Classical iconoclast

May 15

Dark Mirror Bostridge Zender Winterreise Part Two

At the Barbican, London, Ian Bostridge's "Dark Mirror", a brilliant response to Hans Zender's response to Schubert's response to Wilhelm Müller's poetry. Bostridge's journey into the dark soul of Winterreise explores uncharted territory, opening new routes into meaning. Winterreise is a work of such genius that you can, like Bostridge, spend a lifetime contemplating it yet still find more to learn. Hence the numerous reworkings and stagings to which Winterreise lends itself so well. This, however, must be one of the most fascinating, since it generates so many insights. Zender';s Winterreise delves into the inner musical logic, bringing out the  mechanics of the protagonist's mind, going round in obsessive circles. yet always compelled forward.  Hence the mysterious rustlings, and almost hypnotic pizzicato heartbeats, and tense bursts on wind instruments, exhaling and drawing breath. Very physical. As the pace picks up, a familiar melody, but oddly mechanical. The protagonist is determined to keep going lest his feelings overwhelm him. The vocal part starts normally enough, but suddenly, from "von einem zu den andern", words repeat mechanically, and the orchestra whizzes into a manic march.  Just as suddenly, a switch back to normal with Fein Liebchen, Gute Nacht but now we know the lyricism is forced. The protagonist can't give in to mere beauty but must struggle on.  The stops and starts and sudden flurries of recitation illustrate the protagonist's dilemma. Like a machine, he winds down, yet lurches back into life. Like an animal, he listens, picking up clues as to direction. Schubert's music is often quite driven - think Der Musensohn - so this obsessiveness is valid.  Zender's music is graphic, but also abstract enough that it's not mere illustration. Sudden turns, strange distorted sounds. Sometimes the singer recites rather than sings, as if he's trying to pick up an invisible trail.  The music throws you off-course, so you're as disoriented as the protagonist and  start thinking like him. The instrumentation evokes the sound of wandering folk musicians, reminding us of the tradition from which the Leiermann comes. The protagonist rebels against constraining systems.  It's no accident that he strides away from houses into the wilderness. The "Expressionist" visuals were also a good reminder that the boom in German art film in the 1920's had its roots in Gothic Romanticism. Netia Jones's images focus, too, on this "inner landscape". Though we see the ghost of a tree and glimpses of barking dogs, the stage resembles an infernal machine, with dangerously sloping angles and hard metallic surfaces. We catch glimpses of cogs and wheels, grinding relentlessly together. The hurdy-gurdy is a primitive instrument which drones, and is ground relentlessly, rather than played. At the end, we don't see the Leiermann as bedraggled beggar, but the image of the cogs and wheels grows huge, behind Bostridge's gaunt figure. Seldom has the identification between the Leiermann and the protagonist connected with such power.  "Wunderlicher Alter ! Soll ich mit dir geh'n ? Willst zu meinen Liedern, Deine Leier dreh'n ?"  Jones's images also connect the first song with the last. Dogs howl. The protagonist will ever be an outsider, threatening  conformity, whatever might be his fate.  Is the Leiermann a harbinger of death or the hallucination of a deranged mind? Perhaps some need such comforting thoughts to distance themselves from the protagonist, but I think there is much evidence to suggest an even more challenging outcome. Although the images in Winterreise are pictorial, their symbolism runs much deeper.  This Dark Mirror Winterreise also benefits from the unique quality of Bostridge's voice. He can infuse seemingly straightforward lines with layers of complex meaning. His voice stretches, as if probing the recesses of the mind, teasing out the surreal from the straightforward.  He's incomparable in Britten.  Bostridge's voice curls, tightly coiled like a spring, leaping upwards when Zender's lines erupt. There was a wonderful, haunted quality to this singing,  utterly faithful to the undercurrents in meaning. The wunderliches Alter is a vision, whether he's real or illusion.  Bostridge's hushed tones  suggest both horror and wonder in the English sense of the word.  As so often, Bostridge's timbre suggests an exotic instrument, again, in this case , in keeping with the implicit musical logic of Zender's conception.  Baldur Brönnimann, a sensitive interpreter of new music, conducted the Britten Sinfonia.  When - it's not a question of "if" - Bostridge's Dark Mirror reaches DVD, it will be a must for anyone seriously interested in Winterreise. Those of us fortunate enough to experience it live will never forget the experience.  Please also see my previous post on Hans Zender's Winterreise. Photos: top, Hugo Glendinning; bottom, Roger Thomas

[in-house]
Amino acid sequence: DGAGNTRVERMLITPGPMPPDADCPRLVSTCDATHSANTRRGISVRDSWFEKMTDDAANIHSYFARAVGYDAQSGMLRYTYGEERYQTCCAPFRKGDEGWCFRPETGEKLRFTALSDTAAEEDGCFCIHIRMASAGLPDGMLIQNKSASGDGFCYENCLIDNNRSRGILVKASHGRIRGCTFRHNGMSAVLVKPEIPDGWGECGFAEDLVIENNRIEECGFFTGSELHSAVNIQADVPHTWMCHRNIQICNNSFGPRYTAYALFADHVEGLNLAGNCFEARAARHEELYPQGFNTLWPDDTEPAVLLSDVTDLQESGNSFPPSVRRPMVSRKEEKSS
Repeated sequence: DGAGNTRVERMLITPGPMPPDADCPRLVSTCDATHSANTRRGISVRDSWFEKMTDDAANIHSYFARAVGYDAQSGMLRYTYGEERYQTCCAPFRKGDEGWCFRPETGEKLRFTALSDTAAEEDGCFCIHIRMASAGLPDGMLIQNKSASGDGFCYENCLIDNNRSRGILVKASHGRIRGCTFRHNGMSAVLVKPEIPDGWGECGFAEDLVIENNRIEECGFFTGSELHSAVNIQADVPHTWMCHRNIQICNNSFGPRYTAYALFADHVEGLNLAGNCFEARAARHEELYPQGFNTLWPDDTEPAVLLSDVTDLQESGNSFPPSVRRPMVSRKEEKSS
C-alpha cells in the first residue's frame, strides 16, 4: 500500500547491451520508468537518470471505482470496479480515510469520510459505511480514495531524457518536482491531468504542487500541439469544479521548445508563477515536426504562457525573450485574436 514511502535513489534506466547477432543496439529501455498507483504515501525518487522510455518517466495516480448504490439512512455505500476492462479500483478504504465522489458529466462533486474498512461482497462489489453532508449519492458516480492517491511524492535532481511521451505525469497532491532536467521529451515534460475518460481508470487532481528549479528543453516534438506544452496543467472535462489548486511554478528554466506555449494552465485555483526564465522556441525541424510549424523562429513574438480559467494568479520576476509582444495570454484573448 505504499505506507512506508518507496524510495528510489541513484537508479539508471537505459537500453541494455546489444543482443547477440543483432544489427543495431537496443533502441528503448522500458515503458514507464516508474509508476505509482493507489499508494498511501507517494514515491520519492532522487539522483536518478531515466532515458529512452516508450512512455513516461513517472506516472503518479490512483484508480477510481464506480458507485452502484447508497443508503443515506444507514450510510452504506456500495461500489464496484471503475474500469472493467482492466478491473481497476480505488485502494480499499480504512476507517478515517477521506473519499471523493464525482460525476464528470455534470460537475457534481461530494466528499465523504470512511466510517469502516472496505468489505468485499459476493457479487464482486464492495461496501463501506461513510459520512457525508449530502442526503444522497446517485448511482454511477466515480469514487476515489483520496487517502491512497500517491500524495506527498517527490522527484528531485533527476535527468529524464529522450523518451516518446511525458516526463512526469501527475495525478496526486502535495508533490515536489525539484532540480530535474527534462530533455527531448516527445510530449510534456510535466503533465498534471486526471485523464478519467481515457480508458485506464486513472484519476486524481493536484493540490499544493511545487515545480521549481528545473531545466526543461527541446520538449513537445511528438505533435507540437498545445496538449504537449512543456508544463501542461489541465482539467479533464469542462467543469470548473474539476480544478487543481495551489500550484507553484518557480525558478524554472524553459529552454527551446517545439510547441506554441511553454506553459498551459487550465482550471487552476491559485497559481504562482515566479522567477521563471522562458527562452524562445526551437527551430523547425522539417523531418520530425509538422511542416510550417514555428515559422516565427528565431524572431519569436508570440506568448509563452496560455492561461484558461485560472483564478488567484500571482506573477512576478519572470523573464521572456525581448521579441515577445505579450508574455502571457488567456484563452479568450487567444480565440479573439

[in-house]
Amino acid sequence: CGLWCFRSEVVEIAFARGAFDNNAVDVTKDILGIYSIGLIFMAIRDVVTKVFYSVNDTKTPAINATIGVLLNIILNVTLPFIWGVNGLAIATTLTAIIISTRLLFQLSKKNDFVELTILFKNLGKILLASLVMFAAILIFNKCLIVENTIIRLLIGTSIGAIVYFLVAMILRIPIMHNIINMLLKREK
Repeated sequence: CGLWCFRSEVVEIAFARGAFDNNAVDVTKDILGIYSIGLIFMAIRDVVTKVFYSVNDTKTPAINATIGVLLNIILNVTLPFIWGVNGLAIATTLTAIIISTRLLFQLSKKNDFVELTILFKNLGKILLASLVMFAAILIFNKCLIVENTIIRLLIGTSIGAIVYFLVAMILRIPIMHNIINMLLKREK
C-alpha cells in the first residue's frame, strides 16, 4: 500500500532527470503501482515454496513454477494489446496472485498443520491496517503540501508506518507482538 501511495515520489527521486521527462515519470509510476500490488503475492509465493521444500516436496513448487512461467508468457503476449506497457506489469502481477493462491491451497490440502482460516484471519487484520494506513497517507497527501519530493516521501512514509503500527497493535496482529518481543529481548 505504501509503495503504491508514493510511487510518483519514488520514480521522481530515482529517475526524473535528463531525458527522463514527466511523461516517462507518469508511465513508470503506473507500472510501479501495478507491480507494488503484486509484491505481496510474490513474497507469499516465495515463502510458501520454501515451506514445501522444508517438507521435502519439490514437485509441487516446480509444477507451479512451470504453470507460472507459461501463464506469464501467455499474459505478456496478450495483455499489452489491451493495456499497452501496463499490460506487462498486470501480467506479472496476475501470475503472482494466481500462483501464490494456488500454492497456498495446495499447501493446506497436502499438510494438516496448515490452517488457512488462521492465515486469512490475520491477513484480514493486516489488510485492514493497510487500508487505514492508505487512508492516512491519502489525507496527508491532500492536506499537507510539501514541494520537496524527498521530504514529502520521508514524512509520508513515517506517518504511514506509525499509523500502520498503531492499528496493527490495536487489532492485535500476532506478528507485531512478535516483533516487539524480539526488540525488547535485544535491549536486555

Franz Schubert
(1797 – 1828)

Franz Schubert (January 31, 1797 – November 19, 1828) was an Austrian composer. Although he died at an early age, Schubert was tremendously prolific. He wrote some 600 Lieder, nine symphonies (including the famous "Unfinished Symphony"), liturgical music, operas, some incidental music, and a large body of chamber and solo piano music. Appreciation of his music during his lifetime was limited, but interest in Schubert's work increased dramatically in the decades following his death at the age of 31. Franz Liszt, Robert Schumann, Johannes Brahms and Felix Mendelssohn, among others, discovered and championed his works in the 19th Century. Today, Schubert is admired as one of the leading exponents of the early Romantic era in music and he remains one of the most frequently performed composers.